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Could an Online Startup Incubator Succeed?

Published: Apr 15, 2011 5:42 pm

The Idea:

Build a startup incubator that runs online. This incubator could leverage expert mentors all over the world while lowering the barrier of entry for founders and entrepreneurs (who would no longer need to move). Your talent pool wouldn’t be constrained geographically. Theoretically this gives you a huge talent advantage.

What makes an incubator great?

Nobody runs an incubator better than Paul Graham. Paul launched YCombinator in 2005, and many (myself included) would consider YC to be the best incubator worldwide. They aren’t perfect, but they get a lot of things right. After interviewing several YC alum I can confidently say YC’s biggest strength is their people network. Anyone can offer money to a startup but the connections that Paul Graham and company provide are simply unrivaled.

I asked Paul Graham (Founder of YCombinator) about an online incubator and he said:
“It would not work, at least not with current technology
for doing things remotely.Β  The kind of interactions the
startups have with us and with the other startups need
to happen face to face.”

Fair enough. Paul doesn’t think you could put a YC style incubator online and maintain the same quality experience. I would agree with his initial assessment, but I believe an online incubator that challenged our preconceived notions of how an incubator functions could flourish online.

Barriers to entry:

I asked Sanjay Parekh (from Shotput Ventures) his thoughts on an online incubator and he said:
“Personally I have a hard time seeing how this works – successfully. There
are just some aspects to early stage startup formation that you lose when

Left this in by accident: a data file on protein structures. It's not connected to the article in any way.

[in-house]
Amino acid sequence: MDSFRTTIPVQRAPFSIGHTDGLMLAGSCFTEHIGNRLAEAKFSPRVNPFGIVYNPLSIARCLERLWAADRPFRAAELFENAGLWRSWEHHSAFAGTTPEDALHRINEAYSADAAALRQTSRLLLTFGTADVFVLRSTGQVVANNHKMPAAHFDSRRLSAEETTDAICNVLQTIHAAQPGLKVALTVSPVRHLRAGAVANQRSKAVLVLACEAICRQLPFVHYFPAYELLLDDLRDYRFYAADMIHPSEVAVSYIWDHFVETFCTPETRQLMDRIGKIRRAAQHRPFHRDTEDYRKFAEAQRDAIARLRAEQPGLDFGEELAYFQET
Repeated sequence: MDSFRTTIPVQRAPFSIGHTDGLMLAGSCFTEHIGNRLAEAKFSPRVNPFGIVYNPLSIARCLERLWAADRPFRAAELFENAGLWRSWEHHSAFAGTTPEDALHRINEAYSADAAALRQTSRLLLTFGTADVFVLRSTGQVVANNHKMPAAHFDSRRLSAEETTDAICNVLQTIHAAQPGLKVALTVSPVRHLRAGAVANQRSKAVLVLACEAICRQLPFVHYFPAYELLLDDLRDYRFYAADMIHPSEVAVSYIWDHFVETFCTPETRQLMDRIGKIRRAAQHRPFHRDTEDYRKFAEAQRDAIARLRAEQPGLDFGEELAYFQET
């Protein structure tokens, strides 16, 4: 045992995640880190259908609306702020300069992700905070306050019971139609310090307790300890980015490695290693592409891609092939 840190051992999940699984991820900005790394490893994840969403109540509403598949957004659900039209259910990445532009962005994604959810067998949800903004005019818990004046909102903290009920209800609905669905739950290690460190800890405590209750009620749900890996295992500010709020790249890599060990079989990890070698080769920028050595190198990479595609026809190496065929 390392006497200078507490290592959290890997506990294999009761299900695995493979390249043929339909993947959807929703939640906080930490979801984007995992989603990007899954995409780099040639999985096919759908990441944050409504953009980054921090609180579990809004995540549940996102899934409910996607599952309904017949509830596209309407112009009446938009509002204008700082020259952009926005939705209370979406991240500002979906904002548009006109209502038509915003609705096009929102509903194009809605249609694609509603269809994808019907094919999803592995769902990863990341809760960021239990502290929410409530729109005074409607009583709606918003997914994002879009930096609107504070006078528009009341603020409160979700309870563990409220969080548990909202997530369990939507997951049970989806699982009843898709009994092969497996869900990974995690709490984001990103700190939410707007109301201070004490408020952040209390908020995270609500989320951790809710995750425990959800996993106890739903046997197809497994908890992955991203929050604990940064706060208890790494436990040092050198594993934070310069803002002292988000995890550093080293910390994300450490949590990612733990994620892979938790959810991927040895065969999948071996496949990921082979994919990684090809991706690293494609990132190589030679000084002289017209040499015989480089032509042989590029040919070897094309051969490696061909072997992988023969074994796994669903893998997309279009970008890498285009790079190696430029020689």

doing things online.

I think that a lot can be said about the real world
interaction. I know the startups that we (Shotput Ventures) have funded
have generally done a great job communicating over email but I also see
them regularly at either meetings they setup or randomly at events in town.
When that happens, I feel like I can brainstorm and help them a lot
faster than if I’m limited by the bandwidth between my brain, my hands, the
keyboard, and the Internet. The bandwidth between my brain, eyes, ears,
and mouth is tremendously more capable for these interactions.”


I’m stuck on the fence if an online incubator would work. I can’t shake the feeling that with the right people it could be wildly successful. I’m very interested in this concept and have been thinking about it for a long time. I’m eager to hear what you think in the comments.

Does anyone feel like blowing $20k on an experiment?

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Hi, I'm Paul Hontz.

I'm a YC alumn and I love startups. I created TSF to highlight companies I find interesting. You can learn more about me here.

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